1. tracking employees who need follow-up for a health problem,
  2. developing an epidemiological profile of employees and factors potentially affecting the health status of employees over time (e.g. occupational, social),
  3. assessing risk of disease transmission between employees and mountain gorilla populations quantitatively, and
  4. indicating the health profile of the general population in the surrounding area.

The EHP has identified cases of infectious disease in humans that are zoonotic, as well as some that are not, such as AIDS. Other incidental but interesting findings, which, through treatment, have improved the lives of the participants, are high blood pressure, diabetes and the need for eye glasses.
The program is now implemented at Parc National de Kahuzi-Biega, Parc National des Virunga and the original program in Rwanda and includes approximately 750 people. Basis of the program:

  • In order to reduce the likelihood of disease transmission, new employees should be enrolled in an occupational health program before they are exposed to wildlife in a field setting. In the event that this is not possible, enrolment needs to be retroactive for current employees.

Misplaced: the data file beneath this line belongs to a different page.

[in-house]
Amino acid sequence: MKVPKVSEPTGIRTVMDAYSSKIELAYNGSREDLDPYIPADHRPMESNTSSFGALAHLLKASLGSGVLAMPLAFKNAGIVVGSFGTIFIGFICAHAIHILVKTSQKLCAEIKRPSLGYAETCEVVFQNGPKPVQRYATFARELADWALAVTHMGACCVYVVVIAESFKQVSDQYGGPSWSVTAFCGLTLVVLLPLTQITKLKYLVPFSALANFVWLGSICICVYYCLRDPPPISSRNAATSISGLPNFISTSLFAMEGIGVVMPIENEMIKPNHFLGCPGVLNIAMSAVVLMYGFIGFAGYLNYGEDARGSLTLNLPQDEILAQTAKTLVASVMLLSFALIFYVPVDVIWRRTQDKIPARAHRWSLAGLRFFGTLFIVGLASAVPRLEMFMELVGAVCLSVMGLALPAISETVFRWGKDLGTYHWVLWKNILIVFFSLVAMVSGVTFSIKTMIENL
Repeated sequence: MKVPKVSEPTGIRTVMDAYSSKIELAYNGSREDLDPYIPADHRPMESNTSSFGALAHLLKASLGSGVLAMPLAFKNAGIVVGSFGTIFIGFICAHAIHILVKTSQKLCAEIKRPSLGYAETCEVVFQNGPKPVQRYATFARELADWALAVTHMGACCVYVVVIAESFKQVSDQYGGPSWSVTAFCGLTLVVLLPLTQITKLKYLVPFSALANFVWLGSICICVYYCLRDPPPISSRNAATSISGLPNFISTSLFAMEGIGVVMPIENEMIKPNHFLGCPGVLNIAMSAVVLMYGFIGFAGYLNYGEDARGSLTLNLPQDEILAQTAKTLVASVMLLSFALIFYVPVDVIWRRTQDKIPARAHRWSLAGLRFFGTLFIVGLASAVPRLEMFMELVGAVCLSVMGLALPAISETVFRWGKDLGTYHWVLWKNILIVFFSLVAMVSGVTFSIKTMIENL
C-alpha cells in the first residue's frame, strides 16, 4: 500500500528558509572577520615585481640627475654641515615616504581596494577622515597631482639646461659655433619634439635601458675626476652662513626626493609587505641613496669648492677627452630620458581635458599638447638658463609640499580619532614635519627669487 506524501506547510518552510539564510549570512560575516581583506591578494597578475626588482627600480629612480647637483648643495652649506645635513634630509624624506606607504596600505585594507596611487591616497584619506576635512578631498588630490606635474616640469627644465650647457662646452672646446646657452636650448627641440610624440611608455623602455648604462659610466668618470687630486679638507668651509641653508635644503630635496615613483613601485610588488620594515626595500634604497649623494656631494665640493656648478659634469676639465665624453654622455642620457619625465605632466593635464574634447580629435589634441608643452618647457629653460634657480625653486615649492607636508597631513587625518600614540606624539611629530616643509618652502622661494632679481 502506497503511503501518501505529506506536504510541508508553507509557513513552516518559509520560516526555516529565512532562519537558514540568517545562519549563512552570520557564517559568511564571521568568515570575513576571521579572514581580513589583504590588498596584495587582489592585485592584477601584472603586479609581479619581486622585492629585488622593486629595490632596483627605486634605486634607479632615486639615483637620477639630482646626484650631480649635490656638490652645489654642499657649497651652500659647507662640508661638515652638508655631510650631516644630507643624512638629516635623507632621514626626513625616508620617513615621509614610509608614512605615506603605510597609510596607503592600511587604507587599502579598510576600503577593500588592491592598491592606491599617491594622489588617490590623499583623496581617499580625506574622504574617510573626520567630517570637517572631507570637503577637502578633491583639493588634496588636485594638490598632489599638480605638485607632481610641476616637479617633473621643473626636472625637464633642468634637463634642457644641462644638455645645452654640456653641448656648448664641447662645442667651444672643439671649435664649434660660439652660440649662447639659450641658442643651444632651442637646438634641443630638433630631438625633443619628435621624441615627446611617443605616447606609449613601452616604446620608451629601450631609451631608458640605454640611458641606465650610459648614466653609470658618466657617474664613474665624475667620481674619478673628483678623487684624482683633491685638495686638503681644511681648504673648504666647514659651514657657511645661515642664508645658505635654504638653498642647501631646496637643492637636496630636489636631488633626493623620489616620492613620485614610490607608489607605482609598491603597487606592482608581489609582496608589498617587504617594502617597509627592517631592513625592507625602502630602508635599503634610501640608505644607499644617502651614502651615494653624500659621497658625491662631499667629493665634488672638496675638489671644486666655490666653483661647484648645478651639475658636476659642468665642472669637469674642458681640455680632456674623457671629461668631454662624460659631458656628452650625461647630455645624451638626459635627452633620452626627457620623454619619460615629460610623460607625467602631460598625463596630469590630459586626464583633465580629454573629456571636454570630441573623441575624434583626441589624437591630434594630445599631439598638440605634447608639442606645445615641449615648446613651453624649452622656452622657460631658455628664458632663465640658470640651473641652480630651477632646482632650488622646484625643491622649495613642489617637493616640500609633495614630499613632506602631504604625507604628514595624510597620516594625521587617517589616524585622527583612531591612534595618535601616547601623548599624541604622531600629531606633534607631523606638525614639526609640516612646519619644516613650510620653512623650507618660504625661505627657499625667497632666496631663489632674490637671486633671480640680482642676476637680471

• An occupational health program should include a full medical history and a thorough physical exam by a qualified physician or nurse. Diagnostic examinations should include any tests deemed necessary by the physical examination to further a diagnosis plus screening, for human immunodeficiency virus (HIV) testing (consistent with local program standards) and appropriate vaccinations.
  • Fecal screening for gastrointestinal parasites should focus on common parasites, such as hookworms, pinworms and tapeworms. Evidence of gastrointestinal parasites in any employee should result in immediate treatment. Periodic prophylactic treatment, especially for worms, may be called for, as well as routine fecal exams. Health and hygiene education should also be provided to reduce the incidence of GI parasites among employees.
  • HIV testing should be at the discretion of host country health officials and should not be considered a contraindication for employment. In cases where HIV testing is offered, it needs to be done confidentially and those employees that are found to be positive should be monitored by the program clinician, with their duties adjusted according to their general health condition.